After the strip show it was announced over the P.A. that Connors would be appearing in 15 minutes in the Kopenhagen Lounge (how’s that for class?). There were like 4 different theatres within the O’Farrell Theatre, including a big video store. It was truly a porno arcade, one of the first of its kind. All done up first class; red wall-to-wall carpeting, “the Carnegie Hall of smut.” All that was missing was the chandeliers. The Kopenhagen Lounge was an intimate little room; about 50 plush chairs lined the four walls with a little mini stage the size of a bed in the middle. The “dancer” would strip and pose while the customers shined flashlights (provided by the theatre) at her. After her routine, the stripper would go from person to person offering herself for a lap-dance for a couple of bucks. You could stick your hand in her cunt for a couple of bucks, okay? That’s what it really boiled down to once you got past the wall-to-wall carpeting. And the line stretched down the hallway waiting to get in for Carol Connors show.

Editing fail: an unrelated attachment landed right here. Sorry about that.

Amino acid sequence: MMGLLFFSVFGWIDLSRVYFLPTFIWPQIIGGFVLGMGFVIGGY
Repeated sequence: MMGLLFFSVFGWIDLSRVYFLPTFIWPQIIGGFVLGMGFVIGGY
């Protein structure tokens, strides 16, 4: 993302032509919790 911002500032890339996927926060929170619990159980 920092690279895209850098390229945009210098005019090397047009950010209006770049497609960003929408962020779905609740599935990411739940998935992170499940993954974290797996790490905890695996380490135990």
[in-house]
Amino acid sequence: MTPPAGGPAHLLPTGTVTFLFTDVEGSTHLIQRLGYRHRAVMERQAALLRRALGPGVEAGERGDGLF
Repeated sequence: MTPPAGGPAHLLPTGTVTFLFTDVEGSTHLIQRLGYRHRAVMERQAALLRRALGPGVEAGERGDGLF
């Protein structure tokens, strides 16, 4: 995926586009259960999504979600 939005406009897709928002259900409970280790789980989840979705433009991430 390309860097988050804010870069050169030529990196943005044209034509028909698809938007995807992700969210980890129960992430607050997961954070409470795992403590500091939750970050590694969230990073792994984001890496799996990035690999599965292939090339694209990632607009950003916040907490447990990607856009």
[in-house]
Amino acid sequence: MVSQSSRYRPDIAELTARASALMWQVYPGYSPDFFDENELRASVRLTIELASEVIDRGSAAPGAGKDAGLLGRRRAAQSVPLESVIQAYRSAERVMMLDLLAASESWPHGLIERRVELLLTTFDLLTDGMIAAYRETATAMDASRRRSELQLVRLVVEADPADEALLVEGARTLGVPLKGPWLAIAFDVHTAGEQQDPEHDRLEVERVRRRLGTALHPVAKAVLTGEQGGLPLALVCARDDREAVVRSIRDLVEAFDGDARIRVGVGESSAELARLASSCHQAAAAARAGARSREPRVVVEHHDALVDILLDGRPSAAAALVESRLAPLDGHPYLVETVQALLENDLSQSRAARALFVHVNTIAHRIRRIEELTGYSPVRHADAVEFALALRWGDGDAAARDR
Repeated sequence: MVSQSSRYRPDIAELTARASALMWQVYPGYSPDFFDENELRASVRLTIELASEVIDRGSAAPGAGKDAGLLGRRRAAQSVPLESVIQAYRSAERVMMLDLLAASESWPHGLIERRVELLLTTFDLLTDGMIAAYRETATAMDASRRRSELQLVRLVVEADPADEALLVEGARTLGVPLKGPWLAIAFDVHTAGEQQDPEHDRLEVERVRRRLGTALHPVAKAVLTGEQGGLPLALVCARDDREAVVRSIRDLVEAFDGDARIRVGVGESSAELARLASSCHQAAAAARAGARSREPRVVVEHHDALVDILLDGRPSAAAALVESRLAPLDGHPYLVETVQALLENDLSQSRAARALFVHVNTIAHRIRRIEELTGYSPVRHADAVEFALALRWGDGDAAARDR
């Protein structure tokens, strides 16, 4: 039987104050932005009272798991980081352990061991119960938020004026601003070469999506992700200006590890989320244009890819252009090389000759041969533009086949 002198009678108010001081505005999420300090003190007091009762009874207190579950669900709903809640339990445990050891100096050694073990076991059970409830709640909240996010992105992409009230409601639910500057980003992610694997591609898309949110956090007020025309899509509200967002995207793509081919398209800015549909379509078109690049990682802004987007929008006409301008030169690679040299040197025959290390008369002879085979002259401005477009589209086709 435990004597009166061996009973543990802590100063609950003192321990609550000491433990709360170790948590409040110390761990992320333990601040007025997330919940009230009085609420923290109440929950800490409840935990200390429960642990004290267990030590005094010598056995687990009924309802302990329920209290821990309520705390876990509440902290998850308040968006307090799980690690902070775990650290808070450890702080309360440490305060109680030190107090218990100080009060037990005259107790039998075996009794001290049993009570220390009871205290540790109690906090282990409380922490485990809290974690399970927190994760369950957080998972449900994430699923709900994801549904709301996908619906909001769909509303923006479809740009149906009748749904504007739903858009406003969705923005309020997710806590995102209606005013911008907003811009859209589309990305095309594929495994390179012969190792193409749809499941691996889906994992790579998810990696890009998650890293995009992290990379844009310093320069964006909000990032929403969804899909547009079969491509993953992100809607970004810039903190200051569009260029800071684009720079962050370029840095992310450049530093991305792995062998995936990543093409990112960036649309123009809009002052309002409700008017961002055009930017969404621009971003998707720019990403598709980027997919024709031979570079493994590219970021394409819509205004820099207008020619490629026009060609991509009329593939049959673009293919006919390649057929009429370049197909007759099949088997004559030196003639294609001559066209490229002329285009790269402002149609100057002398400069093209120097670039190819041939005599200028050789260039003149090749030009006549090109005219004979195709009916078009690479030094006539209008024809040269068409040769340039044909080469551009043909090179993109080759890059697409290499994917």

While the show was going on I talked to her manager/agent, Jack, who looked just like you’d expect a Hollywood porno star’s manager/agent to look; in other words like an undercover narc, with the shades and gold chains and shirt un-buttoned to show off chest-hair, etc. He and Carol were a team, and he talked enthusiastically about their up-coming deals and projects, visits to the Playboy mansion (they actually met with Hef!), etc. I couldn’t help wondering what he thought about his woman in the next room being mauled by 50 slobbering jack-offs with flashlights. What did they talk about at the end of the day when they were in their hotel room? It was a strange, brutal business, the porno business.  Everybody involved was either grabbing for money or grabbing for sex. So there were so many angles whizzing by, it was dizzying. Like a big, multi-dimensional jerk-off. And me, I was the most confused of all, for I had somehow added “art” and “love” into this potent mix. I had fallen in love with a 19-year old blonde Swedish stripper, so I was surely the biggest fool of all. There was another guy, a customer, who was always there at the Theatre, a nice Asian guy who was madly in love with this one stripper, Wendy.  He’d bring her hundreds of dollars worth of flowers and candy and expensive stuffed animals. He’d pay for a lap dance until his money ran out, and then watch forlornly as she left him, his beloved, to work the rest of the crowd of men. I had a line in my head that sort of made sense at the time: “Even at its most sordid, life is a profoundly spiritual affair.” And that line kind of saved me, for I never lost sight of where I was at, even as I was destined to spend the next 23 years in the gutter, or one small step above. Even in the cut-and-dried world of this haunted hall of neon zombies and sex and price-tags, there was love. And that was the most sickening and painful thing of all.